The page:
Why Garden Centres are a Good Investment


  • Garden centres as an alternative investment class are coming into bloom right now. Institutional investors are waking up to the fact that there has been a seismic shift in the market in recent years. 

    Not only do garden centres weather the recession well, but they could be considered almost as a retail and leisure investment as more people choose to spend their leisure time at a garden centre. Many centres now incorporate restaurants, cafes, farm shops, gift shops and outdoor children’s play areas. Operators have been diversifying and weather proofing their income streams, thus making them more attractive to investors. 

    The demand for garden centres, both by occupiers and by investors has never been stronger.  Prior to Wyevale offering their whole portfolio of 145 garden centres for sale in 2018, Orchard Street Investment Management, on behalf of St James’s Place Wealth Management, acquired eight garden centres in a £91 million sale and leaseback deal with Wyevale Garden Centres and Blackrock bought a £110 million garden centre portfolio from LaSalle Investment Management/Wyevale, with Wyevale as a tenant with a yield of 5.5%. 

    The majority of the Wyevale’s freeholds and many of the leasehold garden centres were snapped up by a range of garden centre groups and independent garden centre operators.

    Here are some other reasons why garden centres should be given more attention: 

    • Larger plot sizes when compared with more traditional investment properties.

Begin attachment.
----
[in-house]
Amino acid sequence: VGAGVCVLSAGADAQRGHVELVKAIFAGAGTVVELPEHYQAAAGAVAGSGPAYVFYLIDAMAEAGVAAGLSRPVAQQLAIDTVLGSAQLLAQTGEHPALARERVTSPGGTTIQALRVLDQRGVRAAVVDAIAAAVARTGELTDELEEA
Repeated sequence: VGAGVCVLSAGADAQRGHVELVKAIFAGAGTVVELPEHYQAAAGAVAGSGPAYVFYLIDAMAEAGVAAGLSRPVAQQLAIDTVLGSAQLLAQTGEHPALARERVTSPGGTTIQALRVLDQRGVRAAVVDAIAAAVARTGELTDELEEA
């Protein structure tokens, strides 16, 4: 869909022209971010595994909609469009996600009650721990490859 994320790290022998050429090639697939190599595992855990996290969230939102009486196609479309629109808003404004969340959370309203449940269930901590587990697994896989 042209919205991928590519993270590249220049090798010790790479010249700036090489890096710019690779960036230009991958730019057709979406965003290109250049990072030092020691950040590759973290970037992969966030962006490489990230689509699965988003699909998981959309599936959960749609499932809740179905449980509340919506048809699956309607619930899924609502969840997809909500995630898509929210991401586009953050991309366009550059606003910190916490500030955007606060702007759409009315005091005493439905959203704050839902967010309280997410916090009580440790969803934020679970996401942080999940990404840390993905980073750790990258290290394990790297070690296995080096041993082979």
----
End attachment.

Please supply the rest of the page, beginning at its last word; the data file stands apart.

• With the recent relaxation of the planning laws, there are opportunities to apply for a change of use and increase values, specifically for residential and care.  We currently have a number of garden centres under offer for care home development subject to planning.

    • Running garden centres profitably can be difficult, however if you have an owner who wishes to undertake a sale and leaseback, or the current tenant is running the business well, then there is no reason why you shouldn’t reap the rewards in terms of income stream. 

    • Garden Centre leases are usually 25-35 years and can offer long-term security. 

    I believe that the sector is currently where student housing was some ten years ago and look where that is now with the original highly specialised operators being joined by some of the global investment players. 

    It is too early in the season to suggest that the same phenomenon will occur but the more astute investment managers are already taking advantage of a relatively open field and will reap a good harvest. 
    To discuss Garden Centre investments with Simon Quinton Smith please call 01635 551441.